Mechatronics Engineering



Dr. B. SurgenorRoom 225, Nicol 533-2568

Course Description

Students interested in taking this course should contact the instructor directly (

Mechatronics is the multidisciplinary subject that combines elements of computer, electrical and mechanical engineering. Some argue that mechatronics should be considered core to mechanical engineering, because electronics and microprocessors have become such an integral part of mechanical design (link to ASME article).

In MECH 452, mechatronics is studied in a series of labs that deal with applications of sensors, microcontrollers, mobile robots and PLCs. The lectures provide the background to the labs, and include discussion of related industrial applications. The knowledge and experience gained in the lectures and labs is applied to a design project that tests the ability of a team of autonomous mobile robots to navigate a structured environment. The objective of the course is to extend a student's working knowledge of engineering to include applied electronics and microcontroller programming, as well as to introduce issues that impact on the design of mechatronic systems.

The course is timetabled for 1 lecture, 1 tutorial and 6 hours of labs per week. Thus, there is a significant scheduled time commitment. But there are no take-home assignments, and no final examination.  Please refer to the course outline for marking scheme and class schedule.

Students are attracted to the course because they have an interest in mechatronics and the experiential learning approach taken to the subject that provides hands-on experience in engineering problem solving (link to Wiki article). But potential students should be aware that an important feature of the course is that performance assessment tasks are machine based. Although realistic, this method of assessment doesn't work for everybody.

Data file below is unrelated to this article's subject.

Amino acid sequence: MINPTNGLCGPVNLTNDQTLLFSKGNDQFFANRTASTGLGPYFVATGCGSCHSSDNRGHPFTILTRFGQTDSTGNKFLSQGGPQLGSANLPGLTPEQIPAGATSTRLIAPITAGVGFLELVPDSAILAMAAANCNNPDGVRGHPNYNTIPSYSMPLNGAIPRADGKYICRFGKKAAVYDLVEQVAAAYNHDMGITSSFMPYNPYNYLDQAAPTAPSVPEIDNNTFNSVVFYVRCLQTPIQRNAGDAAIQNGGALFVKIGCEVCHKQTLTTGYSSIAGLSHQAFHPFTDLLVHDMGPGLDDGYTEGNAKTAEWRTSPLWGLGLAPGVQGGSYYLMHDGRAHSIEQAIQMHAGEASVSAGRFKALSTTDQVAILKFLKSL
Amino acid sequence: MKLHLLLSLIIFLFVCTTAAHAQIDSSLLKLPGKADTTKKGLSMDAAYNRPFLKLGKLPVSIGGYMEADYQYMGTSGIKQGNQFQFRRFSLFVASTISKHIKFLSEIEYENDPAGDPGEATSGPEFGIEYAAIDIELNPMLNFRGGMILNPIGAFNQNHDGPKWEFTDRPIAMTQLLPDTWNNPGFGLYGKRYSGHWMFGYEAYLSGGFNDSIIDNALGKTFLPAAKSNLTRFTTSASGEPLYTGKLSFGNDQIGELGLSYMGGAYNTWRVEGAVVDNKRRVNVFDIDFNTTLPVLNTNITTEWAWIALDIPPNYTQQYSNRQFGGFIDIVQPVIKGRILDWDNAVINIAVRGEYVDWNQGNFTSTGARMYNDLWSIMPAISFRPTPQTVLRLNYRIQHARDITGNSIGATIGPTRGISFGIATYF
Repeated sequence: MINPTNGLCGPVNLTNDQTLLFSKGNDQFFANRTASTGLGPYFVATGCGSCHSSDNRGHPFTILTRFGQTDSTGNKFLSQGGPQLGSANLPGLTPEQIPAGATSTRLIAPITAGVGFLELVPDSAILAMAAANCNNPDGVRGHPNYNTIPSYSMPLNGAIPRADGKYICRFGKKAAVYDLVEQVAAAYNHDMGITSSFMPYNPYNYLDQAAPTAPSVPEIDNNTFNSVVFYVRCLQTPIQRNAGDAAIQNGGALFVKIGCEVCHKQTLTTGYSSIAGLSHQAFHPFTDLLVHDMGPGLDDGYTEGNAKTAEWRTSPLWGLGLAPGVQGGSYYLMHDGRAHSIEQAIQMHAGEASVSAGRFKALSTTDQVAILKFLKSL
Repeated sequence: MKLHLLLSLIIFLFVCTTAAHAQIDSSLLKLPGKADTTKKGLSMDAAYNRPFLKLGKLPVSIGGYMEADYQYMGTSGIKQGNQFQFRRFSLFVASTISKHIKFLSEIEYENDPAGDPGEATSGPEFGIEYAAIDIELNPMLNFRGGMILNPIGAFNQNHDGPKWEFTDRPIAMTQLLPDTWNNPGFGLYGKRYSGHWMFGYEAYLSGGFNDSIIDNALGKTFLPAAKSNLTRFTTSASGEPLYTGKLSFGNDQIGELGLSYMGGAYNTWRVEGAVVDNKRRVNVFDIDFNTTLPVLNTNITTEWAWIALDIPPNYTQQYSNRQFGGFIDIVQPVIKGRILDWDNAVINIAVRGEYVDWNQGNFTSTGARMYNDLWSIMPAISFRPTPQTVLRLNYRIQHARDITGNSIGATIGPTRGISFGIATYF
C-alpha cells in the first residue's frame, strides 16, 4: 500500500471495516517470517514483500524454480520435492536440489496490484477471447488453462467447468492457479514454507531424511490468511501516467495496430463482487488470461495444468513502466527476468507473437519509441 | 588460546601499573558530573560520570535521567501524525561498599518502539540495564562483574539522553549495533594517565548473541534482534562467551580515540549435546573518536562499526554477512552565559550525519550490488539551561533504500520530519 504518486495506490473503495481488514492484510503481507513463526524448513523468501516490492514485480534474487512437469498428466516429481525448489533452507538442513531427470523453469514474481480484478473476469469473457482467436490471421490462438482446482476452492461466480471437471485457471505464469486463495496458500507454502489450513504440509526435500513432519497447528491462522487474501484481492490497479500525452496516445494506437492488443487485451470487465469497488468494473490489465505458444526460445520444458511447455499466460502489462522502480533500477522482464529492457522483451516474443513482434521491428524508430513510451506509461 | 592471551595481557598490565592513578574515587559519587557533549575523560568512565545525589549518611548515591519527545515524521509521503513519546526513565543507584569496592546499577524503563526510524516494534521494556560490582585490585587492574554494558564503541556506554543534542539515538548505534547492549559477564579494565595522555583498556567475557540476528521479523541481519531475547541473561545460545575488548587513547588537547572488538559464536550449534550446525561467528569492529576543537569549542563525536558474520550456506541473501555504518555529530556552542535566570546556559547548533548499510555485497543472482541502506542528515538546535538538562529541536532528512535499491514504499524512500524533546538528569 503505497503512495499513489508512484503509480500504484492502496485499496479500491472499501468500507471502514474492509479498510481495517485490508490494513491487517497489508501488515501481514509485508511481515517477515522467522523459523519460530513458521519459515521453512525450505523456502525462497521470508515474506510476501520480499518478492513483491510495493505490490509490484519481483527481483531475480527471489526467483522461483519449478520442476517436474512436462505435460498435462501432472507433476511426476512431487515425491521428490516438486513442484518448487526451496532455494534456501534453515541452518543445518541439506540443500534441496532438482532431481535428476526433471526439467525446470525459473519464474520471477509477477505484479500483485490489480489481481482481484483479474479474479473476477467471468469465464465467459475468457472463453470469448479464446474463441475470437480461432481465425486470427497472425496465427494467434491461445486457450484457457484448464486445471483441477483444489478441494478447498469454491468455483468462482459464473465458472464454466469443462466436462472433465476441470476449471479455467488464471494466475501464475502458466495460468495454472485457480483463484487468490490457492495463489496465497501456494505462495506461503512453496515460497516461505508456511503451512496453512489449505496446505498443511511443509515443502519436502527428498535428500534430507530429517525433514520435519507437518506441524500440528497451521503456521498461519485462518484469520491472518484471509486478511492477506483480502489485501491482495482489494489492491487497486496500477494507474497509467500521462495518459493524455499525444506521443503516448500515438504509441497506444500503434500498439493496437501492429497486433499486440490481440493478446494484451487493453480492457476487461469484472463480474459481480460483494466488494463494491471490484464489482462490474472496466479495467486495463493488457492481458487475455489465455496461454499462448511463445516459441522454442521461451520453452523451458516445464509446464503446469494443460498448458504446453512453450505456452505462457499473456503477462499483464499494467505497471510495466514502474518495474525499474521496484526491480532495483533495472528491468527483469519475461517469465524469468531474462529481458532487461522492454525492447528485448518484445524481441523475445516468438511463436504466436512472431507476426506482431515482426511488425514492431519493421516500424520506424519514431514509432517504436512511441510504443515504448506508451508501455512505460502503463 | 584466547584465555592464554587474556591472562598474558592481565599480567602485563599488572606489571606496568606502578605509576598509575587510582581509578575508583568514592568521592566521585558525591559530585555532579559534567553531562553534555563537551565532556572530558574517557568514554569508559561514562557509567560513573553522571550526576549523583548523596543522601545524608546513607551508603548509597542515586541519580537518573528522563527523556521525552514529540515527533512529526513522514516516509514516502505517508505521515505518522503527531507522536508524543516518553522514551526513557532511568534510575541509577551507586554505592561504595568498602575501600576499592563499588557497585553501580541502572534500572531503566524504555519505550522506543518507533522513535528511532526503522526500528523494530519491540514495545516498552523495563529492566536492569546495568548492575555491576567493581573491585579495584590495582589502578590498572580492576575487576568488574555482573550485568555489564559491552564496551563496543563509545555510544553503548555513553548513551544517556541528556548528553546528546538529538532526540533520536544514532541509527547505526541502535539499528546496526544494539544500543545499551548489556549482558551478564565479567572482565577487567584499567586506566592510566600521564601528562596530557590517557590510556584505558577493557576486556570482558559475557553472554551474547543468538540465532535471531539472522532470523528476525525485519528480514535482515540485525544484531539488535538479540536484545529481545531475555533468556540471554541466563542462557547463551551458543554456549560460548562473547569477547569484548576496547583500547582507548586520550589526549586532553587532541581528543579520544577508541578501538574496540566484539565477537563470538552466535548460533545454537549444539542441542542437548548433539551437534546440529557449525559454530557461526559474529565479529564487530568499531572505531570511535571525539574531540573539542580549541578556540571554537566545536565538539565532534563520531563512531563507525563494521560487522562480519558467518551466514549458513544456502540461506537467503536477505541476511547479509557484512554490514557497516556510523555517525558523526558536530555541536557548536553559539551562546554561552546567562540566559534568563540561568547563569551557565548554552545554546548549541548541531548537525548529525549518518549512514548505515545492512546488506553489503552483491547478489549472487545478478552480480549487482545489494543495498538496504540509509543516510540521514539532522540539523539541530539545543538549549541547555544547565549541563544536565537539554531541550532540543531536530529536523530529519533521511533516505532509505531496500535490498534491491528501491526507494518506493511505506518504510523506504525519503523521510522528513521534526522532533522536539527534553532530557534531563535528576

Prerequisites: Permission of instructor.

Sample Programs

The following two Arduino programs are available for students to calibrate their LYNXbot mobile robots:

  1. LYNXforwardback – distance calibration
  2. LYNXupdown – speed calibration

Find the above two programs in this zip file.

Objectives and Outcomes

By the end of this course, learners should be able to:

1. Work with a microcontroller software suite/editor and write programs to operate the microcontroller
2. Write programs to read various sensors and/or control various actuators
3. Calibrate performance of different sensors and identify their weaknesses and strengths
4. Demonstrate tuning of a closed loop control algorithm with real hardware 
5. Write programs to enable a mobile robot to perform a complex task, with multiple sensors as inputs
6. Demonstrate lifelong learning skills by finding and reviewing technical specifications of new controllers and/or sensors
7. Write a technical report that succinctly summarizes the results of a laboratory
8. Draw a flowchart given a program specification
9. Debug a software program that fails to run as designed
10. Debug a hardware circuit that fails to run as designed
11. Work with a Programmable Logic Controller (PLC) software suite/editor and write programs to operate the PLC
12. Explain what mechatronics engineering is all about, with good and bad examples to illustrate your answer

Relevance to the Program

Course Structure and Activities

9 lab sessions over 7 weeks + 1 class project over 5 weeks. Please refer to SOLUS for times and locations.


There is no required textbook.